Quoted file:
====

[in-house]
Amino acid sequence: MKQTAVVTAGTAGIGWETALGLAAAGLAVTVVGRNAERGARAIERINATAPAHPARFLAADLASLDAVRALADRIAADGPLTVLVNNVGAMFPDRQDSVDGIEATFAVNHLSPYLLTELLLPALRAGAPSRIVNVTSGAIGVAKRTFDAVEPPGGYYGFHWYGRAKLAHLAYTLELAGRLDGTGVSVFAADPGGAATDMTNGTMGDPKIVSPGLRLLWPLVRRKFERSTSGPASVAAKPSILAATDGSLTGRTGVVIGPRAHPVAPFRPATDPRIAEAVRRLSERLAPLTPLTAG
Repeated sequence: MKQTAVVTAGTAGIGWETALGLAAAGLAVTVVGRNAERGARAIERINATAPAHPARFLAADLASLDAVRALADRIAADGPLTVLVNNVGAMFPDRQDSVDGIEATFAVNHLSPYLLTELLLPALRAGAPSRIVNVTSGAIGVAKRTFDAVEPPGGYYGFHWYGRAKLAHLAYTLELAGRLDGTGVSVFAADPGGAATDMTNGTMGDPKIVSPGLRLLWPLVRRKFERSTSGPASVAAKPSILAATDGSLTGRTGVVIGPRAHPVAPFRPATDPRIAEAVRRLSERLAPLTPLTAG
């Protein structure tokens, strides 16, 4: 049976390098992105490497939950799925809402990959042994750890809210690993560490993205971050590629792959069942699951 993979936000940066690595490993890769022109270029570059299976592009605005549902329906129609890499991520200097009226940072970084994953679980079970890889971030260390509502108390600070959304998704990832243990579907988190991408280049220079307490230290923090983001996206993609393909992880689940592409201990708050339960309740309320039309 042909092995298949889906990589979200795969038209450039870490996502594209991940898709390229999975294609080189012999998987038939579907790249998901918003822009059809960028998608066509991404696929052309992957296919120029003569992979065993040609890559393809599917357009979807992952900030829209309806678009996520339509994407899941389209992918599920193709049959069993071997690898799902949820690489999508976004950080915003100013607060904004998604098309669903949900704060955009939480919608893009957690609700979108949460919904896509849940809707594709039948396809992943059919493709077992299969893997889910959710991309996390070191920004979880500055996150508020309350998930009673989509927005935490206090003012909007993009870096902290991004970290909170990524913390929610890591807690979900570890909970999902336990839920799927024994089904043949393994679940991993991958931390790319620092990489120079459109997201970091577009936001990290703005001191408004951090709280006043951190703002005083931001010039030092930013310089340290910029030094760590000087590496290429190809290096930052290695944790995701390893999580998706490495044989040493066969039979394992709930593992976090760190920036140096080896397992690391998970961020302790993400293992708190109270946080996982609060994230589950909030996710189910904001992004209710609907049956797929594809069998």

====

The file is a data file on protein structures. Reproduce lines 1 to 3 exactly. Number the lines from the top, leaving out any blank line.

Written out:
[in-house]
Amino acid sequence: MKQTAVVTAGTAGIGWETALGLAAAGLAVTVVGRNAERGARAIERINATAPAHPARFLAADLASLDAVRALADRIAADGPLTVLVNNVGAMFPDRQDSVDGIEATFAVNHLSPYLLTELLLPALRAGAPSRIVNVTSGAIGVAKRTFDAVEPPGGYYGFHWYGRAKLAHLAYTLELAGRLDGTGVSVFAADPGGAATDMTNGTMGDPKIVSPGLRLLWPLVRRKFERSTSGPASVAAKPSILAATDGSLTGRTGVVIGPRAHPVAPFRPATDPRIAEAVRRLSERLAPLTPLTAG
Repeated sequence: MKQTAVVTAGTAGIGWETALGLAAAGLAVTVVGRNAERGARAIERINATAPAHPARFLAADLASLDAVRALADRIAADGPLTVLVNNVGAMFPDRQDSVDGIEATFAVNHLSPYLLTELLLPALRAGAPSRIVNVTSGAIGVAKRTFDAVEPPGGYYGFHWYGRAKLAHLAYTLELAGRLDGTGVSVFAADPGGAATDMTNGTMGDPKIVSPGLRLLWPLVRRKFERSTSGPASVAAKPSILAATDGSLTGRTGVVIGPRAHPVAPFRPATDPRIAEAVRRLSERLAPLTPLTAG